Still, Taeyong was here and Chris knew that even with the misstep, it was important to put on a good face. “It’s really nice to meet you,” he said, trying to smooth over the initial awkwardness as he stuck his hand out.

“You too,” Taeyong said, grinning brightly as they shook hands. “I’m a huge fan of your work.”

And Chris was no stranger to compliments, but there was something about this pretty boy saying that with his pretty mouth that fried his entire brain to a crisp, and it took every last iota of self control Chris had to not do something drastically stupid.

“That’s… That’s great. Thank you so much,” Chris said, his voice sounding so unnatural to his own ears, but he pushed through it anyhow. “I. I should get changed before we get started. I think?”

Taeyong regarded him for a moment and Chris wasn’t sure if he imagined the way the other’s eyes lingered on his chest and shoulders, where the wetsuit stretched tight over Chris’s more muscular frame.

“You’re fine as you are,” Taeyong assured him, smiling just shy of cheeky, and Chris’s ears turned red in an instant. “But I’ll leave that up to you.”

Though a part of Chris would prefer to escape and regroup, he’d rather still push on rather than finding someone to babysit the journalist while he tried to neaten up. The wetsuit made it more authentic, didn’t it? “Would you like a tour of the facilities? I’m not sure if you’ve been here before.”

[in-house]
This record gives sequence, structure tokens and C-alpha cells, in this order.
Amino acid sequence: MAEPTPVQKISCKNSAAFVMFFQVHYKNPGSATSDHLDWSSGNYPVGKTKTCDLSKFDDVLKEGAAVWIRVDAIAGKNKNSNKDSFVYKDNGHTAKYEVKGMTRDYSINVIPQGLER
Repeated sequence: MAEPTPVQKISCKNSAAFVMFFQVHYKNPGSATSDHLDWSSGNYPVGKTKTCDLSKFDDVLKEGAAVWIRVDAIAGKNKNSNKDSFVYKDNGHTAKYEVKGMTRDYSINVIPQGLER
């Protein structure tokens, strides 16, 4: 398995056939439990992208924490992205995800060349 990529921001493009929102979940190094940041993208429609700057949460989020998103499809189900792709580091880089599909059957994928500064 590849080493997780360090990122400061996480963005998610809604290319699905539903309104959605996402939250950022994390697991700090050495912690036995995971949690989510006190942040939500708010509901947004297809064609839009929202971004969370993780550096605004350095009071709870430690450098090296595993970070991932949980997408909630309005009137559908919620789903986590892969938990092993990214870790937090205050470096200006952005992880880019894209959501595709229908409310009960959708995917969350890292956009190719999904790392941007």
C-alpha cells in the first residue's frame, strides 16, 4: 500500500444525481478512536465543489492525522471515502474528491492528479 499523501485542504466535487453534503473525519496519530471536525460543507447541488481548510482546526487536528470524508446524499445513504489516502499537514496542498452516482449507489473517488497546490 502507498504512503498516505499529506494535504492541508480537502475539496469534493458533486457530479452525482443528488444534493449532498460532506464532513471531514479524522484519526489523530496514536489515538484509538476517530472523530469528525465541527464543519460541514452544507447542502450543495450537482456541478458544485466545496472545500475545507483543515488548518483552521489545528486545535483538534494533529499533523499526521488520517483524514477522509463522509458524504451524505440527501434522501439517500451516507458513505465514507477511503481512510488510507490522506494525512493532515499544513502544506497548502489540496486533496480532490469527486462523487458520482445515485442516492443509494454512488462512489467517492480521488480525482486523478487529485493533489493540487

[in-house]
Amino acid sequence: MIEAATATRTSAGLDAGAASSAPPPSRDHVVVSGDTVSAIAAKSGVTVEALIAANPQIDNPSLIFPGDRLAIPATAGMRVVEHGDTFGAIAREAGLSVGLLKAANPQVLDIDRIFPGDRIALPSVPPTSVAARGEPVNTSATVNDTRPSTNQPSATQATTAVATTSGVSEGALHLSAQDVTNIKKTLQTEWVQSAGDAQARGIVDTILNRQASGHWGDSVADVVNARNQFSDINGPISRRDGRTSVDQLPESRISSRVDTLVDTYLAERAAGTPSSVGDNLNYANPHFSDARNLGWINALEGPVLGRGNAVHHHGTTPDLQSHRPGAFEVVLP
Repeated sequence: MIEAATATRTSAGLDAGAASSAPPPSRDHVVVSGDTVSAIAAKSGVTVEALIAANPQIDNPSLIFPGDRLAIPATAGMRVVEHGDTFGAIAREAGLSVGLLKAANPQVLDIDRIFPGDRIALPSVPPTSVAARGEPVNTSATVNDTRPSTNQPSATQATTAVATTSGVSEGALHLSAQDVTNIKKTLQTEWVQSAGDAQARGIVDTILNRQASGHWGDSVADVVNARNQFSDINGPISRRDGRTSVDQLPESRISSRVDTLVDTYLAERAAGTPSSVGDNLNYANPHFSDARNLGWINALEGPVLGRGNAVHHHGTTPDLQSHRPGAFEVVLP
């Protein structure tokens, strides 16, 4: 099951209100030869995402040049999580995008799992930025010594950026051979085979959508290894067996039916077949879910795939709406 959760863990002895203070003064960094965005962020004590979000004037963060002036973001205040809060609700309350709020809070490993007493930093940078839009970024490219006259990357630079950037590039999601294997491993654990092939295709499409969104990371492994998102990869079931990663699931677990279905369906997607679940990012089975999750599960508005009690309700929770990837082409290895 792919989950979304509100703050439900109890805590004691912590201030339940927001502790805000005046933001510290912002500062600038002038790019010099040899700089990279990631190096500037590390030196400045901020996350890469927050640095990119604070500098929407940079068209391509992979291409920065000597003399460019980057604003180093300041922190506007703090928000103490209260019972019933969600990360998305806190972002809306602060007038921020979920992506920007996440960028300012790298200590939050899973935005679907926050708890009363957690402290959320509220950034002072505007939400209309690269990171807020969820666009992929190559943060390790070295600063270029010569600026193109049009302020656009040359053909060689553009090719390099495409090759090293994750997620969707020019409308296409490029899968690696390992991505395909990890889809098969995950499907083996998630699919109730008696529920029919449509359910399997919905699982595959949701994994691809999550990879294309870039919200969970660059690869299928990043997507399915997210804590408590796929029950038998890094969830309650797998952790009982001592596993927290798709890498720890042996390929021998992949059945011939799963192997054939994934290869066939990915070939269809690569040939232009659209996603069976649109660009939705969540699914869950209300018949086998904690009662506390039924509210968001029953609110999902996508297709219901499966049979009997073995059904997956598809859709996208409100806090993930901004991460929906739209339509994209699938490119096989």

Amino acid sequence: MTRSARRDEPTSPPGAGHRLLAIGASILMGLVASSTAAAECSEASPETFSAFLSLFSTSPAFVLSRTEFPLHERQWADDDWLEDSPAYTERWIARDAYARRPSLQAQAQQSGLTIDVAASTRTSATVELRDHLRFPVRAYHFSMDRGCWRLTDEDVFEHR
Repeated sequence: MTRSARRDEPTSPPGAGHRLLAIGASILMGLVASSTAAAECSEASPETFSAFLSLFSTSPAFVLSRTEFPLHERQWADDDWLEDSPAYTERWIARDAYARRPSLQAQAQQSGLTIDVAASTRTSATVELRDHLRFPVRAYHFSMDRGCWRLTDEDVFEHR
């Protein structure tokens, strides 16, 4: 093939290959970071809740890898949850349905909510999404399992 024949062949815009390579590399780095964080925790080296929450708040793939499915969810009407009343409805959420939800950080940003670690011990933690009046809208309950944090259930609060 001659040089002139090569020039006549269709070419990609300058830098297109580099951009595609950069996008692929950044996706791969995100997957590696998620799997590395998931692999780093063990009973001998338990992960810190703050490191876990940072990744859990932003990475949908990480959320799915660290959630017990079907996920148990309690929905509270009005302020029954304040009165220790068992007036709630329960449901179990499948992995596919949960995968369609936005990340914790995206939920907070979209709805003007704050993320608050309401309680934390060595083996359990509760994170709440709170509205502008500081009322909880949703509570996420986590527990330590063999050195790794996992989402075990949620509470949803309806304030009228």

“It’s my first time,” Taeyong confirmed. “I’d love to see the main lab, if that’s alright?”

Chris thought it odd that Taeyong hadn’t brought along a camera, though he was jotting down notes on his phone as they went along. Still, the laboratory would be an easy place to start and Chris just started leading the way, giving Taeyong a brief overview of the facilities, though he was sure Taeyong already knew most of it. The Jeju base was an independent research and training facility, though it primarily partnered with Park Industries, and had been established roughly seven years prior – though Chan had only been here for two of those years.